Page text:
Tester unveils forest plan
TOWNSEND – The smell of sawdust hung in the air Friday as U.S. Sen. Jon Tester stood in front of a small lumber mill and announced his plans to create almost 700,000 acres of new Montana wilderness, designate a new national recreation area and mandate timber harvests on thousands of forested acres.
Called the Forest Jobs and Recreation Act, Tester's bill is the first effort to set aside new wilderness in Montana in a generation. Most of the new wilderness, more than 500,000 acres, would be in the Beaverhead-Deerlodge National Forest.
Yet most of the talk Friday was about all the other things Tester's bill would do, specifically requiring timber harvests, directing different kinds of timber removal – like cutting small trees for biomass generators – and creating new kinds of contracts timber companies could make with the federal government.
Tester, a Democrat, formally introduced the 80-page bill Thursday in the U.S. Senate.
“Let me state this as plainly and as clearly as I can,” he said. “Montana's forest communities face a crisis. Our forest crisis demands action and demands action now.”
Critics, notably Paul Richards, a Boulder man who ran against Tester in the 2006 U.S. Senate primary, have complained the bill was crafted in secret. Richards also said it violates a promise Tester made shortly before Richards, who was running a distant third in the three-way Democratic primary, endorsed Tester for the Democratic nomination.
Richards said Tester promised to protect all remaining roadless lands in Montana, but the bill announced Friday afternoon fails to do that.
“The Tester Logging Bill is a well-orchestrated and well-funded assault upon Montana's roadless public lands,” Richards wrote in an analysis of the bill prepared this week.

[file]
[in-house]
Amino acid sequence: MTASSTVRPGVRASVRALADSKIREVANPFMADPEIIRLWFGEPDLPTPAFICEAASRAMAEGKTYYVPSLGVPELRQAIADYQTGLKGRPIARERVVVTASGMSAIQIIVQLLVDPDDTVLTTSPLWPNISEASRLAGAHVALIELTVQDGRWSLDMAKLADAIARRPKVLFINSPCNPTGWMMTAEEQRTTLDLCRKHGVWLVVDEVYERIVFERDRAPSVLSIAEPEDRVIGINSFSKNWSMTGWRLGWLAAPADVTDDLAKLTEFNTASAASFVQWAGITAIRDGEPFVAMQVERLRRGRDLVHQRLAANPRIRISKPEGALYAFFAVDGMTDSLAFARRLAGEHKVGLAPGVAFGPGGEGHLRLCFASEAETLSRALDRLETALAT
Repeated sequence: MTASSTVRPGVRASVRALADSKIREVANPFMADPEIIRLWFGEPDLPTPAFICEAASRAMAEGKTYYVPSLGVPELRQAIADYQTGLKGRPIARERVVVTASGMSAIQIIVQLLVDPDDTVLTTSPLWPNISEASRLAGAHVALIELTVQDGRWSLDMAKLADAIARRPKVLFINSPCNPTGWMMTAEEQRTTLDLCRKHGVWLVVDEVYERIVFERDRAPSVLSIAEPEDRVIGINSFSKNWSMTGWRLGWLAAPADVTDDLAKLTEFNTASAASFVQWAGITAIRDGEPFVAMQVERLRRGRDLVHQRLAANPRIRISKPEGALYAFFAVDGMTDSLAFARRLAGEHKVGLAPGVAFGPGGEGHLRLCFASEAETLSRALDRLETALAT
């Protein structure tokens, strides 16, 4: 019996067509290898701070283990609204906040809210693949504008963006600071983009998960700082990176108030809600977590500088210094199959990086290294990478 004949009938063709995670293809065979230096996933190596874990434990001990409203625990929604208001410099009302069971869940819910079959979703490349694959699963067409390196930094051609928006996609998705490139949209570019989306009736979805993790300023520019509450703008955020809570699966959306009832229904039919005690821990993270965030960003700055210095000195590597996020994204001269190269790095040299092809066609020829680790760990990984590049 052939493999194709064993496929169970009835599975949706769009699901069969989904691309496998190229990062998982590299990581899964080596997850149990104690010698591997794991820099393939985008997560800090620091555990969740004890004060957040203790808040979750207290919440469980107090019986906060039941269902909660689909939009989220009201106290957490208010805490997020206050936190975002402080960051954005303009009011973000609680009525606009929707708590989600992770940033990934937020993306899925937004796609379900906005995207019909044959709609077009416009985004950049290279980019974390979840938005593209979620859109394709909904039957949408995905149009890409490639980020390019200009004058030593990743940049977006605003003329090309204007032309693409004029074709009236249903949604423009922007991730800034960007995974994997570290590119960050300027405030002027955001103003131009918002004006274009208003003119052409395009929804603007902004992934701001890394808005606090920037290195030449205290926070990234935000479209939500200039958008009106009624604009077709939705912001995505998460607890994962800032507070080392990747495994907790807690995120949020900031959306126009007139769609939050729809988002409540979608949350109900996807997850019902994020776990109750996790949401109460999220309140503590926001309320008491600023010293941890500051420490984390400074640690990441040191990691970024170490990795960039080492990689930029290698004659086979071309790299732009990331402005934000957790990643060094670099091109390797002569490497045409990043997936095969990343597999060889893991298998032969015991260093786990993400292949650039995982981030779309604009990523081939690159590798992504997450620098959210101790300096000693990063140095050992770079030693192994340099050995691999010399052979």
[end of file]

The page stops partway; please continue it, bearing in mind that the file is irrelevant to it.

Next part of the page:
Tester told reporters the bill is the result of years of participation from two dozen organizations and everyone had to compromise to come up with an agreeable plan. No one was kept out and no one was asked to keep the work secret.
“Nobody gets everything they want in this business,” he said. “Everybody gives a little and everybody gets a little.”
Several of those representatives were on hand Friday, where a rally in support of the bill drew around 50 supporters and all spoke in support of Tester's effort, saying they think everyone got a good trade.
“What's in it for us?” said Sherm Anderson, a former Republican state senator and owner of Sun Mountain Lumber in Deer Lodge. “Everything's in it for us.”
The bill deals with three western Montana forests: the Beaverhead-Deerlodge, the Kootenai and the Lolo national forests.
On the Beaverhead-Deerlodge forest, the bill creates 505,000 acres of new wilderness areas, managed to be kept in a wild state. Motorized recreation, chain saws – even mountain bikes – are prohibited in recognized wilderness.
Additionally, the bill calls for 59,000 acres of new wilderness on nearby Bureau of Land Management lands currently being managed as de facto wilderness, while releasing 76,000 acres of de facto wilderness to multiple uses.
It creates a Big Hole National Recreation Area in southwestern Montana to be managed for all kinds of recreation, including motorized.
It requires the U.S. Forest Service to harvest logs on an average of 7,000 acres each year for 10 years. Should the agency fail to meet that goal, the bill contains a provision requiring a study to see how close the agency came to the goal and why it failed to meet it.
The bill also excludes certain trails from wilderness so they can retain their traditional use as bicycle or ATV trails. The bill also creates an area near Electric Mountain to be managed specifically for snowmobiles in the winter and bicycles in the summer.